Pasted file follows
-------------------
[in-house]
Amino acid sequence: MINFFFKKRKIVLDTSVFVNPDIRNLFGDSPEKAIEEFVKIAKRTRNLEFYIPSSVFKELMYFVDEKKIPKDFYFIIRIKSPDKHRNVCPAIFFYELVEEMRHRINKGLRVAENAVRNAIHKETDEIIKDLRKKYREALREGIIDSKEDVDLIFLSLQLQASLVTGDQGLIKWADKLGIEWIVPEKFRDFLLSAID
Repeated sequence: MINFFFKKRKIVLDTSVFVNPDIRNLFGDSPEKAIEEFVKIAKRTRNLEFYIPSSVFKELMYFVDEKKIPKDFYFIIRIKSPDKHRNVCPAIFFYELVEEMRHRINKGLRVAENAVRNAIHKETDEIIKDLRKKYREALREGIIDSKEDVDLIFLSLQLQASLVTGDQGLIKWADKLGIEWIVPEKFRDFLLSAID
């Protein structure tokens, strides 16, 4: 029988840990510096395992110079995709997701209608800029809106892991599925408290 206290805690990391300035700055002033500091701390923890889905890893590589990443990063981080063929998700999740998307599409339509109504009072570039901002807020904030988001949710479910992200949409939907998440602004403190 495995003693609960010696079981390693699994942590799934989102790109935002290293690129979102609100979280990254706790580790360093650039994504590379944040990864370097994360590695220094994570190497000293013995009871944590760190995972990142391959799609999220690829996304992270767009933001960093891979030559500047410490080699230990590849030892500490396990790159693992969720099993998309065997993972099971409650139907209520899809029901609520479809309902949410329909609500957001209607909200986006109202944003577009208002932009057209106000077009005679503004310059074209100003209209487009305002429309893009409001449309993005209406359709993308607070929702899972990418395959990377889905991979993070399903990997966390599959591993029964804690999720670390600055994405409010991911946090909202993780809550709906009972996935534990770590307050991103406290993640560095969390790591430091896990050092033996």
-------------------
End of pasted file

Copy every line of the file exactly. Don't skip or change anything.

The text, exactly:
[in-house]
Amino acid sequence: MINFFFKKRKIVLDTSVFVNPDIRNLFGDSPEKAIEEFVKIAKRTRNLEFYIPSSVFKELMYFVDEKKIPKDFYFIIRIKSPDKHRNVCPAIFFYELVEEMRHRINKGLRVAENAVRNAIHKETDEIIKDLRKKYREALREGIIDSKEDVDLIFLSLQLQASLVTGDQGLIKWADKLGIEWIVPEKFRDFLLSAID
Repeated sequence: MINFFFKKRKIVLDTSVFVNPDIRNLFGDSPEKAIEEFVKIAKRTRNLEFYIPSSVFKELMYFVDEKKIPKDFYFIIRIKSPDKHRNVCPAIFFYELVEEMRHRINKGLRVAENAVRNAIHKETDEIIKDLRKKYREALREGIIDSKEDVDLIFLSLQLQASLVTGDQGLIKWADKLGIEWIVPEKFRDFLLSAID
């Protein structure tokens, strides 16, 4: 029988840990510096395992110079995709997701209608800029809106892991599925408290 206290805690990391300035700055002033500091701390923890889905890893590589990443990063981080063929998700999740998307599409339509109504009072570039901002807020904030988001949710479910992200949409939907998440602004403190 495995003693609960010696079981390693699994942590799934989102790109935002290293690129979102609100979280990254706790580790360093650039994504590379944040990864370097994360590695220094994570190497000293013995009871944590760190995972990142391959799609999220690829996304992270767009933001960093891979030559500047410490080699230990590849030892500490396990790159693992969720099993998309065997993972099971409650139907209520899809029901609520479809309902949410329909609500957001209607909200986006109202944003577009208002932009057209106000077009005679503004310059074209100003209209487009305002429309893009409001449309993005209406359709993308607070929702899972990418395959990377889905991979993070399903990997966390599959591993029964804690999720670390600055994405409010991911946090909202993780809550709906009972996935534990770590307050991103406290993640560095969390790591430091896990050092033996």